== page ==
North Carolina State University has recently conducted research revealing an “oversight in a radioisotope dating technique used to date everything from meteorites to geologic samples,” which means that “scientists have likely overestimated the ages of many samples.” This research was done in the university’s Nuclear Engineering Department by Associate Professor Robert Hayes and a report published in the journal Nuclear Technology.1 To claim a key flaw has been found in the radioisotope dating methodology, which underpins the millions-of-years edifice of all modern secular geology, is quite extraordinary.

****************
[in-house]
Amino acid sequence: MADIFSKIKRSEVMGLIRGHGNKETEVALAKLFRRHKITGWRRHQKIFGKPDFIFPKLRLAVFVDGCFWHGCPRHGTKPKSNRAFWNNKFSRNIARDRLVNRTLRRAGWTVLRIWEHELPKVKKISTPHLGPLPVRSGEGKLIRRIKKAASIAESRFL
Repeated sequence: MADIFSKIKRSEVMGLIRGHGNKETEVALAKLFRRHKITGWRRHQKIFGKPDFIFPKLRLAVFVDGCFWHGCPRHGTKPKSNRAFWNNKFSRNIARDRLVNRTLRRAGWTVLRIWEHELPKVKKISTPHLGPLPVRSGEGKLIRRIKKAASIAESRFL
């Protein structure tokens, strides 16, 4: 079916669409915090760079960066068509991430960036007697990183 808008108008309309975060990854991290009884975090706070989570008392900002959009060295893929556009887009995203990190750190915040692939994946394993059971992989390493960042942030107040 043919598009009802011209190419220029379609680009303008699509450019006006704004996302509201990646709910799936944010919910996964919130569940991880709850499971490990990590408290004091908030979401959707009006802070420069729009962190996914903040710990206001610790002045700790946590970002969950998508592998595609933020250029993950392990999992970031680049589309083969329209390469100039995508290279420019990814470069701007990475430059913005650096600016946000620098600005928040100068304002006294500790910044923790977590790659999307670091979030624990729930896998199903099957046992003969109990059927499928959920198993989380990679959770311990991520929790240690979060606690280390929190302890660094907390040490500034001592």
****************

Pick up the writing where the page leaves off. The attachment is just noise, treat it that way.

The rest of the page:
Such an extraordinary claim requires extraordinary evidence to back it up, and since this is a complicated subject, it requires some preliminary explanations so that the details of this claim and the evidence for it can be readily understood.
The ejected particles can be measured by suitable detectors such as Geiger counters.
This process of nuclei ejecting particles is known as radioactive decay. Thus Geologists and others have devised ways to use radioactive decay as a method to date rocks and dead organic materials such as bones.
Since all the points on that line are the same zero age, the line is called an isochron (iso “same,” chron “age”), in this case the zero isochron. But as both samples are the same age, they will plot on the same line on the graph (see Figure 2).